The Framework Convention for the Protection of National Minorities (FCNM) is a multilateral treaty of the Council of Europe aimed at protecting the rights of minorities.

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Frederick Hamilton Davey

Frederick Hamilton Davey (1868–1915) was an amateur botanist who devoted most of his leisure time to the study of the flora of Cornwall.

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Frenchman's Creek (novel)

Frenchman's Creek is a 1941 historical novel by Daphne du Maurier.

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Fudge is a type of sugar candy that is made by mixing sugar, butter and milk, heating it to the soft-ball stage at, and then beating the mixture while it cools so that it acquires a smooth, creamy consistency.

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Furry Dance

The Furry Dance (pronounced /ˈfʌri/), takes place in Helston, Cornwall, UK.

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Gafulford (alternatively Gafulforda, Gafolforda or Gavelford) is the site of a battle in South West England known from the first entry in the Anglo-Saxon Chronicle for 823 AD (usually corrected to 825 AD): "Her waes Weala gefeoht Defna aet Gafulford".

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Galicia (Spain)

Galicia (Galician: Galicia, Galiza; Galicia; Galiza) is an autonomous community of Spain and historic nationality under Spanish law.

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Gaul (Latin: Gallia) was a region of Western Europe during the Iron Age that was inhabited by Celtic tribes, encompassing present day France, Luxembourg, Belgium, most of Switzerland, Northern Italy, as well as the parts of the Netherlands and Germany on the west bank of the Rhine.

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Geoffrey of Monmouth

Geoffrey of Monmouth (Galfridus Monemutensis, Galfridus Arturus, Gruffudd ap Arthur, Sieffre o Fynwy; c. 1095 – c. 1155) was a British cleric and one of the major figures in the development of British historiography and the popularity of tales of King Arthur.

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Geographical indications and traditional specialities in the European Union

Three European Union schemes of geographical indications and traditional specialties, known as protected designation of origin (PDO), protected geographical indication (PGI), and traditional specialities guaranteed (TSG), promote and protect names of quality agricultural products and foodstuffs.

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Geological resistance

Geological resistance is a measure of how well minerals resist erosive factors, and is primarily based on hardness, chemical reactivity and cohesion.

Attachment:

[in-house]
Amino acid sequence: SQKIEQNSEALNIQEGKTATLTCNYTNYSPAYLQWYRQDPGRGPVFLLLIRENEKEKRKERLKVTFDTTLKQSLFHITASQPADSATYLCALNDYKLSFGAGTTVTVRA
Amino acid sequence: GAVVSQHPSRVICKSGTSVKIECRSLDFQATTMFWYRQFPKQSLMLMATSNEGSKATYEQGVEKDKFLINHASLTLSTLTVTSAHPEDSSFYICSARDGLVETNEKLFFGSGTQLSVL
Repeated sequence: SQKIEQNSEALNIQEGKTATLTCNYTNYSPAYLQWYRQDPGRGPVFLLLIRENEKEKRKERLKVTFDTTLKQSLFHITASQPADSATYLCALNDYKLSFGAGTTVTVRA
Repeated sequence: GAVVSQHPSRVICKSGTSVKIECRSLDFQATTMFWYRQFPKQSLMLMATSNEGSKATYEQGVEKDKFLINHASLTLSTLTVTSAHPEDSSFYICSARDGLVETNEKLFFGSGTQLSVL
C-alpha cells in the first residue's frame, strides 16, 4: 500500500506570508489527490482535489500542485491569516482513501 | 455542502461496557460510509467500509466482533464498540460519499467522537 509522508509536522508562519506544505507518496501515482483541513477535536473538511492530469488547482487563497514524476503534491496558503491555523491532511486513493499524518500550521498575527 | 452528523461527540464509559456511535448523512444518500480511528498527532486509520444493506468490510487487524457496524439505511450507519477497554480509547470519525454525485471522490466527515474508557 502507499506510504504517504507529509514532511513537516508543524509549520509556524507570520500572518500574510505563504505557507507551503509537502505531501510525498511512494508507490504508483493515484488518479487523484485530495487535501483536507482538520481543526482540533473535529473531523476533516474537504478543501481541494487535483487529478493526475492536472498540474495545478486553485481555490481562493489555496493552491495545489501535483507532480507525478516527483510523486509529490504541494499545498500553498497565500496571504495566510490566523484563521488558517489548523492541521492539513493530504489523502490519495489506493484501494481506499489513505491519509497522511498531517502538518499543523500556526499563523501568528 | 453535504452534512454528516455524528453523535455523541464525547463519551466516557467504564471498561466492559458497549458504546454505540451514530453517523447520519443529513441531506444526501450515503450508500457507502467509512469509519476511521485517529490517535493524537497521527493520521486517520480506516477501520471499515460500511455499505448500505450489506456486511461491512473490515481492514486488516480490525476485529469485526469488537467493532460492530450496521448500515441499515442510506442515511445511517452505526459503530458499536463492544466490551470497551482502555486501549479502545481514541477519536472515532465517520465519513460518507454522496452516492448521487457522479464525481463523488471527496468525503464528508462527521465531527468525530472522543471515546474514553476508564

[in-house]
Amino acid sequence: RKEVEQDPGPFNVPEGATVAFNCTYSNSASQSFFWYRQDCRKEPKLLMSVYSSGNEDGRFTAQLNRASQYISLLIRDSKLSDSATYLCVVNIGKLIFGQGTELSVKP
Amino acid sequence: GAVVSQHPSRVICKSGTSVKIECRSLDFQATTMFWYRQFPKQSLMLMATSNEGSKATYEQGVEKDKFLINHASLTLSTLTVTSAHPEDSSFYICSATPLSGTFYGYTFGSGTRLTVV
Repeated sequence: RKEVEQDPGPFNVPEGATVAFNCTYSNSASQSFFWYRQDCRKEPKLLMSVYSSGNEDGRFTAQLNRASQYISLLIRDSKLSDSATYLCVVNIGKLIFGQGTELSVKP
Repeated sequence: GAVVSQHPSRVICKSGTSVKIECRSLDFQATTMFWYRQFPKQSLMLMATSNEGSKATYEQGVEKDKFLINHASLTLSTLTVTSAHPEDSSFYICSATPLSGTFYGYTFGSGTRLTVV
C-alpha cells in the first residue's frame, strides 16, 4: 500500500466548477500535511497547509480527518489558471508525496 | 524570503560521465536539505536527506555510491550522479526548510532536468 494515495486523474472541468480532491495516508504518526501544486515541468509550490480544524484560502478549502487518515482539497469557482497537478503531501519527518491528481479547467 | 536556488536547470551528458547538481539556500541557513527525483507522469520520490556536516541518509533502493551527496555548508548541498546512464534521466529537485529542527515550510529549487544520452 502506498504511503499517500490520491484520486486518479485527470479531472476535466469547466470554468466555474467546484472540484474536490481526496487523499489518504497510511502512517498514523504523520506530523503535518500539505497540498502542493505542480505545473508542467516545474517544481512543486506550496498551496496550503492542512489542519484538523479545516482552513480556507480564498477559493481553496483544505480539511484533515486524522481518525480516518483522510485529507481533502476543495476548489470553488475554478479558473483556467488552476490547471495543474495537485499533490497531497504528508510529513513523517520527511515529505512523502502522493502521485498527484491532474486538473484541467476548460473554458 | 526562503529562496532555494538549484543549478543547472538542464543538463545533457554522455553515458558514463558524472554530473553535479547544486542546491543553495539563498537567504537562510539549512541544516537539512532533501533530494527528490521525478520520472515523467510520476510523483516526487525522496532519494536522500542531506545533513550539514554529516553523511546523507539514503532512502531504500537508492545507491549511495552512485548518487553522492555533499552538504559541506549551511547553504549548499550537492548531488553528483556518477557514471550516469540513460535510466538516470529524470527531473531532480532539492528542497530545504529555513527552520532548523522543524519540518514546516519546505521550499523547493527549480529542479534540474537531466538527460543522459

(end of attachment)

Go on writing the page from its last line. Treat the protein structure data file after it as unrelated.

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George Clement Boase

George Clement Boase (20 October 1829, in Penzance – 1 October 1897, in Lewisham) was an English bibliographer and antiquary.

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George Eustice

Charles George Eustice (born 28 September 1971), known as George Eustice, is a British Conservative Party politician, who was first elected at the 2010 general election as the Member of Parliament for Camborne and Redruth, winning by just 66 votes.

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George Oliver (historian)


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Gilbert and Sullivan

Gilbert and Sullivan refers to the Victorian-era theatrical partnership of the dramatist W. S. Gilbert (1836–1911) and the composer Arthur Sullivan (1842–1900) and to the works they jointly created.

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Gilbert Hunter Doble

Gilbert Hunter Doble (26 November 1880 – 15 April 1945) was an Anglican priest and Cornish historian and hagiographer.

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Glasney College

Glasney College (Kolji Glasneth) was founded in 1265 at Penryn, Cornwall, England, by Bishop Bronescombe and was a centre of ecclesiastical power in medieval Cornwall and probably the best known and most important of Cornwall's religious institutions.

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Global warming

Global warming, also referred to as climate change, is the observed century-scale rise in the average temperature of the Earth's climate system and its related effects.

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Goidelic languages

The Goidelic or Gaelic languages (teangacha Gaelacha; cànanan Goidhealach; çhengaghyn Gaelgagh) form one of the two groups of Insular Celtic languages, the other being the Brittonic languages.

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Gold rush

A gold rush is a new discovery of gold—sometimes accompanied by other precious metals and rare earth minerals—that brings an onrush of miners seeking their fortune.

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Gorran Haven

Gorran Haven is a fishing village on the south coast of Cornwall, England, UK.

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Gossan (eiserner hut or eisenhut) is intensely oxidized, weathered or decomposed rock, usually the upper and exposed part of an ore deposit or mineral vein.

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Granite is a common type of felsic intrusive igneous rock that is granular and phaneritic in texture.

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Grass Valley, California

The city of Grass Valley is the largest city in the western region of Nevada County, California, United States.

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Great Britain